Just an infant when his father left for Troy, Telemachus is still maturing when the Odyssey begins. He is wholly devoted to his mother and to maintaining his father’s estate, but he does not know how to protect them from the suitors. After all, it has only been a few years since he first realized what the suitors’ intentions were. His meeting with Athena in Book 1 changes things. Aside from improving his stature and bearing, she teaches him the responsibilities of a young prince. He soon becomes more assertive. He confronts the suitors and denounces the abuse of his estate, and when Penelope and Eurycleia become anxious or upset, he does not shy away from taking control.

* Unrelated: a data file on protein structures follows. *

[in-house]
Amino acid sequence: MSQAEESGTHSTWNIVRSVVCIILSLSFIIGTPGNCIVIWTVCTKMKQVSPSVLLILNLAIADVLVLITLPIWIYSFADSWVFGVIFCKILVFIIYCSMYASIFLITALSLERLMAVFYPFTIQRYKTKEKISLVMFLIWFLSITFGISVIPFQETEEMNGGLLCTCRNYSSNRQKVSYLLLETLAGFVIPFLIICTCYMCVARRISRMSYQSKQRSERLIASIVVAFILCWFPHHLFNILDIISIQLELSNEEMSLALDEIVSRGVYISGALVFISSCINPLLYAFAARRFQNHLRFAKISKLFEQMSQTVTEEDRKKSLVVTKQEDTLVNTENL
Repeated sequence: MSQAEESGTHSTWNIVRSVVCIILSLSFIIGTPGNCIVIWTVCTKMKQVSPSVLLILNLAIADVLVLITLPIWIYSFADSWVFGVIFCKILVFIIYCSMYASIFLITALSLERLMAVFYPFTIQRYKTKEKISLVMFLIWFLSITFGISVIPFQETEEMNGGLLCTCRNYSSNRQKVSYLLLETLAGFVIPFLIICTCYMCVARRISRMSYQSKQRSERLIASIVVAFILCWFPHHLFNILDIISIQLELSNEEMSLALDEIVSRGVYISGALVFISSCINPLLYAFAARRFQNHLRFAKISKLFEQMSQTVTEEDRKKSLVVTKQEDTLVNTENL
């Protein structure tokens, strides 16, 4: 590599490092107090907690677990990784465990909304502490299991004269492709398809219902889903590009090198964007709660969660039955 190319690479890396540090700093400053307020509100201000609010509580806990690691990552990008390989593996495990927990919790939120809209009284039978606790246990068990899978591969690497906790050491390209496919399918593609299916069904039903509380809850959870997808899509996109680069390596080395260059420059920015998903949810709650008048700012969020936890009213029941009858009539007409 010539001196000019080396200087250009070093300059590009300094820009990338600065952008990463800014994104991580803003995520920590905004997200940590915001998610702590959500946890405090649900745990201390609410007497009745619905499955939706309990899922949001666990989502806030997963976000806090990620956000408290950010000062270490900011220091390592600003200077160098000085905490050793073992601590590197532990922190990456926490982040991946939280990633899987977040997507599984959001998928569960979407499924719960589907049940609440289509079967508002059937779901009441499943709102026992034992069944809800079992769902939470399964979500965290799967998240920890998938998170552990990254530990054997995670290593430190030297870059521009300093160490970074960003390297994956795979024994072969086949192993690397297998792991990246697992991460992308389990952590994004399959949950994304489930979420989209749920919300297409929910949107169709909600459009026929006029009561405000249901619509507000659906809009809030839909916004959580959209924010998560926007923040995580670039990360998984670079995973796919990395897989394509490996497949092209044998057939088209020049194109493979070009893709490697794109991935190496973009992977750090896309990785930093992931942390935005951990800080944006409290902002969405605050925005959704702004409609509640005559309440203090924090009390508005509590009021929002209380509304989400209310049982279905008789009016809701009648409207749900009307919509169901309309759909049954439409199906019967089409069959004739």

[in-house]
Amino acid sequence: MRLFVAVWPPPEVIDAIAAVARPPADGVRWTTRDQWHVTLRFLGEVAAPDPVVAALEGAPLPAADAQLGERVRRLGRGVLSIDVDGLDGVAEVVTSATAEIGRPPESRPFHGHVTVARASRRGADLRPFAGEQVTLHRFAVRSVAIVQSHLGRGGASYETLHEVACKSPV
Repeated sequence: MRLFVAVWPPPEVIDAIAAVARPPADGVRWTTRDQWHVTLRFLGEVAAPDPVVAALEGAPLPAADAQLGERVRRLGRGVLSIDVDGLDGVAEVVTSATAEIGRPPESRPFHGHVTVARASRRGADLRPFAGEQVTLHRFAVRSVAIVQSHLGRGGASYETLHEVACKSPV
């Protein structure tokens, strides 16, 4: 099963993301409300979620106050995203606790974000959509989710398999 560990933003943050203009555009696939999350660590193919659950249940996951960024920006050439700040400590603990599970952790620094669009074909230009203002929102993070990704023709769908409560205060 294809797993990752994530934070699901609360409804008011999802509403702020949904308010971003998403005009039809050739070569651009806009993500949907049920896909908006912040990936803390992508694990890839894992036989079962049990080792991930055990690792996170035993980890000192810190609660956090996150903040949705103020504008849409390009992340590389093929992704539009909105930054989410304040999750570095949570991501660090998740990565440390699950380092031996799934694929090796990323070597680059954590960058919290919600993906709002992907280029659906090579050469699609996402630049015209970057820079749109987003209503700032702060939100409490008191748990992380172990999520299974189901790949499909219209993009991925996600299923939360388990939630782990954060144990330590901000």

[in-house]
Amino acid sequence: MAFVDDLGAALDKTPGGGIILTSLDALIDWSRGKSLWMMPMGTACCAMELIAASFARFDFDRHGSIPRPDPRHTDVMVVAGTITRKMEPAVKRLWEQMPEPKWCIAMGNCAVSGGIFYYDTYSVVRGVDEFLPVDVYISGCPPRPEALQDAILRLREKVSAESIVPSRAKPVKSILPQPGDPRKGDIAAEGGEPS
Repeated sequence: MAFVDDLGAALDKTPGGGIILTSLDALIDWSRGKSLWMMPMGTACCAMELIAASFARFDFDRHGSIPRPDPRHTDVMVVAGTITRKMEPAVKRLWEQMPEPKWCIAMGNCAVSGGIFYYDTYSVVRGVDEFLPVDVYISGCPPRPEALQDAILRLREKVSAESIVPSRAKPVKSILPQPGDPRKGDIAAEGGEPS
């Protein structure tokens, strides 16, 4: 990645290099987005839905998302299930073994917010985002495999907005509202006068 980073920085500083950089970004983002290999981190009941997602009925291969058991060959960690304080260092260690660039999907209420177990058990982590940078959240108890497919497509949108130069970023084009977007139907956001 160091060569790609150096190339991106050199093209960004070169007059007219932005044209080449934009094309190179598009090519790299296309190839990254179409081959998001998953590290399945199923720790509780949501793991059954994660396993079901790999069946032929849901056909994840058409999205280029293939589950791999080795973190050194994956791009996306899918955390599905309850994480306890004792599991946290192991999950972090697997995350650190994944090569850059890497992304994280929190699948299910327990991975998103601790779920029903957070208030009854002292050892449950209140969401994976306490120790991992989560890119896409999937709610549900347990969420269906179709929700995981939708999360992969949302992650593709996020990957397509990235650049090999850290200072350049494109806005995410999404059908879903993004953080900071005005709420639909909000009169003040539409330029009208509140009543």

Telemachus never fully matches his father’s talents, at least not by the Odyssey’s conclusion. He has a stout heart and an active mind, and sometimes even a bit of a temper, but he never schemes with the same skill or speaks with quite the same fluency as Odysseus. In Book 22, he accidentally leaves a weapons storeroom unlocked, a careless mistake that allows the suitors to arm themselves. While Odysseus does make a few mistakes in judgment over the course of the epic, it is difficult to imagine him making such an absentminded blunder. Telemachus has not yet inherited his father’s brassy pride either. The scene with the bow captures the endpoint of his development perfectly. He tries and tries to string it, and very nearly does, but not quite. This episode reminds us that, at the close of the Odyssey, Telemachus still cannot match his father’s skills but is well on his way.